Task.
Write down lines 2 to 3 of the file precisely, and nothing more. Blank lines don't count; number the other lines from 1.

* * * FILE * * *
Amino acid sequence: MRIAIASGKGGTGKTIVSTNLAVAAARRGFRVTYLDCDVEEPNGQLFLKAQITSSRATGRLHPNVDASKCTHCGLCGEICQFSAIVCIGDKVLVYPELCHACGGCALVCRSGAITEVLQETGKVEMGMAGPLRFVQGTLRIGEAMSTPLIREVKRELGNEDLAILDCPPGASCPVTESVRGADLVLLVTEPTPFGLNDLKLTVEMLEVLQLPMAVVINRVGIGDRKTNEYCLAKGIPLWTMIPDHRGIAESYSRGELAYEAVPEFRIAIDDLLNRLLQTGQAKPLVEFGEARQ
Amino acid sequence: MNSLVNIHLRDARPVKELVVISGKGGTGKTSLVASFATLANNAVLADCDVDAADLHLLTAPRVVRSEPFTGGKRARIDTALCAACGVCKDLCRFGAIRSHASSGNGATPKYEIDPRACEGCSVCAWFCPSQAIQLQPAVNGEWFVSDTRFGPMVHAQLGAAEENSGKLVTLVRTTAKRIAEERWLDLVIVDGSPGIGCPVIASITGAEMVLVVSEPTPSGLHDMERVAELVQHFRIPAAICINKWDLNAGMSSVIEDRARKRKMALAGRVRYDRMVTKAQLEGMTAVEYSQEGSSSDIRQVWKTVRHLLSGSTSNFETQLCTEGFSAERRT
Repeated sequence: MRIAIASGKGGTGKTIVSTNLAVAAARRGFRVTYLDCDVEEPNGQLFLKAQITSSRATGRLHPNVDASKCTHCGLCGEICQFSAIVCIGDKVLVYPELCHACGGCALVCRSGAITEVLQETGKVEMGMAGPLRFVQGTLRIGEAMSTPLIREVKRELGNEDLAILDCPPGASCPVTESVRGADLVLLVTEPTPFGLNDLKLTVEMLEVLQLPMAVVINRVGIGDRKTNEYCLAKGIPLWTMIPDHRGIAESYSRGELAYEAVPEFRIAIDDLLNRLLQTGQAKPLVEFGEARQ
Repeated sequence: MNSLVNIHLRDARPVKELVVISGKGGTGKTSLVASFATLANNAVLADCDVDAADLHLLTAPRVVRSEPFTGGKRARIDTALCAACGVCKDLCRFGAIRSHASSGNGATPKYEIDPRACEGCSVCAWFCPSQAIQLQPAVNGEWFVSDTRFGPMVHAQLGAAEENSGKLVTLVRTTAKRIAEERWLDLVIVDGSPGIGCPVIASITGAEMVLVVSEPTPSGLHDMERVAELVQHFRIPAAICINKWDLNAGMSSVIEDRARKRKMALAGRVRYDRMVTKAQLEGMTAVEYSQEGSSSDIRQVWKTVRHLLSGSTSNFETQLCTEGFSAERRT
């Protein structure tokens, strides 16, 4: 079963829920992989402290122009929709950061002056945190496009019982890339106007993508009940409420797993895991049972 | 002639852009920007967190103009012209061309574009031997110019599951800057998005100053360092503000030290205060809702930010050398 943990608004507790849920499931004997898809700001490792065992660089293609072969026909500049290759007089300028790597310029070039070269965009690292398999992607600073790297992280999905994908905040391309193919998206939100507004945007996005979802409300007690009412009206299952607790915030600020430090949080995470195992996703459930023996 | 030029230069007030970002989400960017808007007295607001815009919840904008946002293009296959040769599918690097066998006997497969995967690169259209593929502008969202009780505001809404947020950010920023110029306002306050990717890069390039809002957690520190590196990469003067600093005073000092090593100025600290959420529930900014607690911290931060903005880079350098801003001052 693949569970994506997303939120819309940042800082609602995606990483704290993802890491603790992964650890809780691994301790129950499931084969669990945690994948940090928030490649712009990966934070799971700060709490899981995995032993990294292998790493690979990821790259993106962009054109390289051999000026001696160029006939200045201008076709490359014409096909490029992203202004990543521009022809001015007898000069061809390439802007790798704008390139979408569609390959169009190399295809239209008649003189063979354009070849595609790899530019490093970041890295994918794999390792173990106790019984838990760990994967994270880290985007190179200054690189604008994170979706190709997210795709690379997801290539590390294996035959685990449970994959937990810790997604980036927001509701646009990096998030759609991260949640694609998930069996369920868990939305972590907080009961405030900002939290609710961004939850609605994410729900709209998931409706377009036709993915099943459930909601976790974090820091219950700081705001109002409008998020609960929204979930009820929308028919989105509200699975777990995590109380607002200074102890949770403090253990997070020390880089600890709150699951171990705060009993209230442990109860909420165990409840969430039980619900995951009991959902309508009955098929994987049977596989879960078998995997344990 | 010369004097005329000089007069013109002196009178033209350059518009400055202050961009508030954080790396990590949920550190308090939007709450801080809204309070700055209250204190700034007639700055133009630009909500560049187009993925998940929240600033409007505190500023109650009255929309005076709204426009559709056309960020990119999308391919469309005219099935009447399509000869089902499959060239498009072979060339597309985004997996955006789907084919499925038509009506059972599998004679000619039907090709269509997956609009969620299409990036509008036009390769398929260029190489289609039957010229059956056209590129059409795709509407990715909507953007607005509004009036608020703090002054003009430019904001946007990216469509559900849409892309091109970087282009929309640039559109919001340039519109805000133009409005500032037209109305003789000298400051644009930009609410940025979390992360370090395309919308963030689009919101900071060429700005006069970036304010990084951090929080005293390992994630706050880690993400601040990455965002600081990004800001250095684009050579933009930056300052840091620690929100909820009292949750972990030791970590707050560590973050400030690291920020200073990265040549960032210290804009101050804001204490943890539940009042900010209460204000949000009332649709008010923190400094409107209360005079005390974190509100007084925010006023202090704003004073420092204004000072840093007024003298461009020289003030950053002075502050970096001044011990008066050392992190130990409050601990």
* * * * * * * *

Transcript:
Amino acid sequence: MNSLVNIHLRDARPVKELVVISGKGGTGKTSLVASFATLANNAVLADCDVDAADLHLLTAPRVVRSEPFTGGKRARIDTALCAACGVCKDLCRFGAIRSHASSGNGATPKYEIDPRACEGCSVCAWFCPSQAIQLQPAVNGEWFVSDTRFGPMVHAQLGAAEENSGKLVTLVRTTAKRIAEERWLDLVIVDGSPGIGCPVIASITGAEMVLVVSEPTPSGLHDMERVAELVQHFRIPAAICINKWDLNAGMSSVIEDRARKRKMALAGRVRYDRMVTKAQLEGMTAVEYSQEGSSSDIRQVWKTVRHLLSGSTSNFETQLCTEGFSAERRT
Repeated sequence: MRIAIASGKGGTGKTIVSTNLAVAAARRGFRVTYLDCDVEEPNGQLFLKAQITSSRATGRLHPNVDASKCTHCGLCGEICQFSAIVCIGDKVLVYPELCHACGGCALVCRSGAITEVLQETGKVEMGMAGPLRFVQGTLRIGEAMSTPLIREVKRELGNEDLAILDCPPGASCPVTESVRGADLVLLVTEPTPFGLNDLKLTVEMLEVLQLPMAVVINRVGIGDRKTNEYCLAKGIPLWTMIPDHRGIAESYSRGELAYEAVPEFRIAIDDLLNRLLQTGQAKPLVEFGEARQ